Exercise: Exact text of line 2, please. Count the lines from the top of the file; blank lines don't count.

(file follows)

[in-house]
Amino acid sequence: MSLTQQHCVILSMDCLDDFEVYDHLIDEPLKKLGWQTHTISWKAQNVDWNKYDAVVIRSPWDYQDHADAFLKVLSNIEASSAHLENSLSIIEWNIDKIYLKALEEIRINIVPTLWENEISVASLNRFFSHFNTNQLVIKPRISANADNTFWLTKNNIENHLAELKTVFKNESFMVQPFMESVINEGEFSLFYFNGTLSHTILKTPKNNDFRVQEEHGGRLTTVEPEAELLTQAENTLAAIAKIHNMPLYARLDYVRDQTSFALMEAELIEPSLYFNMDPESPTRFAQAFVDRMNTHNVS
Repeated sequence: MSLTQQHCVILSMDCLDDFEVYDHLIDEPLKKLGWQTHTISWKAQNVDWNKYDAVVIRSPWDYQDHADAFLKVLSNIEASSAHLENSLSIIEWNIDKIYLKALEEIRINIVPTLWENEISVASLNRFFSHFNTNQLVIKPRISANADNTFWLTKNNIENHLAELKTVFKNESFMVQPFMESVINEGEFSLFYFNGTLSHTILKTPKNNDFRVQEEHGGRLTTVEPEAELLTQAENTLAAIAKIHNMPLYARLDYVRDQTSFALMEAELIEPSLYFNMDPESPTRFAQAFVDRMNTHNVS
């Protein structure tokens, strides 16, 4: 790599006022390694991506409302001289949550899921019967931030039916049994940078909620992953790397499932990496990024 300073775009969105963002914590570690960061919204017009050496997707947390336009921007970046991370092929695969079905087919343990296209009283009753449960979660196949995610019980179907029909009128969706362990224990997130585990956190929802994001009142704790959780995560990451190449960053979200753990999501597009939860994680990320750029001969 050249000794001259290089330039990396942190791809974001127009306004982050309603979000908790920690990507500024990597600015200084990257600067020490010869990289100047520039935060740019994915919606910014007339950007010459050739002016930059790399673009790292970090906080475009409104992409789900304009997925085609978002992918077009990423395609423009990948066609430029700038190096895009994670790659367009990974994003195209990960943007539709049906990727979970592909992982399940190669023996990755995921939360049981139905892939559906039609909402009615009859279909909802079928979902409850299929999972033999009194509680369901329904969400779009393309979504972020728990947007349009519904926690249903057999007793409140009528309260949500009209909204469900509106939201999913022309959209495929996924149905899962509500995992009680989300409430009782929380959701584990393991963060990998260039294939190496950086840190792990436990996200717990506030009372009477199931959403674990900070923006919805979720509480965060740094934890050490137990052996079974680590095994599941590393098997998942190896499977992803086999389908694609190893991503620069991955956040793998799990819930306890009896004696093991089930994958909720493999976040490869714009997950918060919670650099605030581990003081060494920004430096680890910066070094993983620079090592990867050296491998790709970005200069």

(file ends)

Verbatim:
Amino acid sequence: MSLTQQHCVILSMDCLDDFEVYDHLIDEPLKKLGWQTHTISWKAQNVDWNKYDAVVIRSPWDYQDHADAFLKVLSNIEASSAHLENSLSIIEWNIDKIYLKALEEIRINIVPTLWENEISVASLNRFFSHFNTNQLVIKPRISANADNTFWLTKNNIENHLAELKTVFKNESFMVQPFMESVINEGEFSLFYFNGTLSHTILKTPKNNDFRVQEEHGGRLTTVEPEAELLTQAENTLAAIAKIHNMPLYARLDYVRDQTSFALMEAELIEPSLYFNMDPESPTRFAQAFVDRMNTHNVS